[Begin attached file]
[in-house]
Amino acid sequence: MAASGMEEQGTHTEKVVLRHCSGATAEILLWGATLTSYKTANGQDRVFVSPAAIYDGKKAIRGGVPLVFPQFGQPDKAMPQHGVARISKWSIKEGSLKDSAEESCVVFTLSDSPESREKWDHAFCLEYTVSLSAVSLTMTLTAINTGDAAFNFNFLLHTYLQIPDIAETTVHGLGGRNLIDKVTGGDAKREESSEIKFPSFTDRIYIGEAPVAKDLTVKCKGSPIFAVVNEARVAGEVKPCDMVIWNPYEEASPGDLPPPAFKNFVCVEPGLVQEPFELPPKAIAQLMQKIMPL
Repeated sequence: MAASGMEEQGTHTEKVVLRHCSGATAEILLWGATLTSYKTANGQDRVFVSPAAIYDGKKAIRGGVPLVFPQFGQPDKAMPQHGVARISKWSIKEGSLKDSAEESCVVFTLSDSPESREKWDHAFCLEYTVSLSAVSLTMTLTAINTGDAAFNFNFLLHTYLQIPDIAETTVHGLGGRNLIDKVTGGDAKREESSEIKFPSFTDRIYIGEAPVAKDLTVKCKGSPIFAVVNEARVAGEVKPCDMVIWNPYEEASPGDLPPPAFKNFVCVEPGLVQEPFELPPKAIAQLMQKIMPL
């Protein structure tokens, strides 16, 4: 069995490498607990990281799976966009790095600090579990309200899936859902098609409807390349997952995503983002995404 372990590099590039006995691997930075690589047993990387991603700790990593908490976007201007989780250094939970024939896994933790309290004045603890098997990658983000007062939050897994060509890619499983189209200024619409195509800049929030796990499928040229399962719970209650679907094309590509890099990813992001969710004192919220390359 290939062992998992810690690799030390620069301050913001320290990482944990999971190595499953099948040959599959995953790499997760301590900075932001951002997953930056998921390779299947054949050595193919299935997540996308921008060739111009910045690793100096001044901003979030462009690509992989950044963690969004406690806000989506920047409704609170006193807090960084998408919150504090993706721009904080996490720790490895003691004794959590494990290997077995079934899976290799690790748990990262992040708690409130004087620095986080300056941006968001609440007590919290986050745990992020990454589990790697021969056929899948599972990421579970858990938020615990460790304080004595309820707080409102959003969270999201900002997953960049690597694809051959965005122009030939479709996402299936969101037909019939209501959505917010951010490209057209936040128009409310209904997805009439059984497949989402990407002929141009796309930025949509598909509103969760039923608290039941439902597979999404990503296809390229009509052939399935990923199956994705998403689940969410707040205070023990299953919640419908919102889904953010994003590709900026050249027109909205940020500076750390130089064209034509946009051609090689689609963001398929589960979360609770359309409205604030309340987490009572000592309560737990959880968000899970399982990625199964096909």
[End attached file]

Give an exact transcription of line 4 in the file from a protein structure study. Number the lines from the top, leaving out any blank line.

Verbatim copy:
């Protein structure tokens, strides 16, 4: 069995490498607990990281799976966009790095600090579990309200899936859902098609409807390349997952995503983002995404 372990590099590039006995691997930075690589047993990387991603700790990593908490976007201007989780250094939970024939896994933790309290004045603890098997990658983000007062939050897994060509890619499983189209200024619409195509800049929030796990499928040229399962719970209650679907094309590509890099990813992001969710004192919220390359 290939062992998992810690690799030390620069301050913001320290990482944990999971190595499953099948040959599959995953790499997760301590900075932001951002997953930056998921390779299947054949050595193919299935997540996308921008060739111009910045690793100096001044901003979030462009690509992989950044963690969004406690806000989506920047409704609170006193807090960084998408919150504090993706721009904080996490720790490895003691004794959590494990290997077995079934899976290799690790748990990262992040708690409130004087620095986080300056941006968001609440007590919290986050745990992020990454589990790697021969056929899948599972990421579970858990938020615990460790304080004595309820707080409102959003969270999201900002997953960049690597694809051959965005122009030939479709996402299936969101037909019939209501959505917010951010490209057209936040128009409310209904997805009439059984497949989402990407002929141009796309930025949509598909509103969760039923608290039941439902597979999404990503296809390229009509052939399935990923199956994705998403689940969410707040205070023990299953919640419908919102889904953010994003590709900026050249027109909205940020500076750390130089064209034509946009051609090689689609963001398929589960979360609770359309409205604030309340987490009572000592309560737990959880968000899970399982990625199964096909």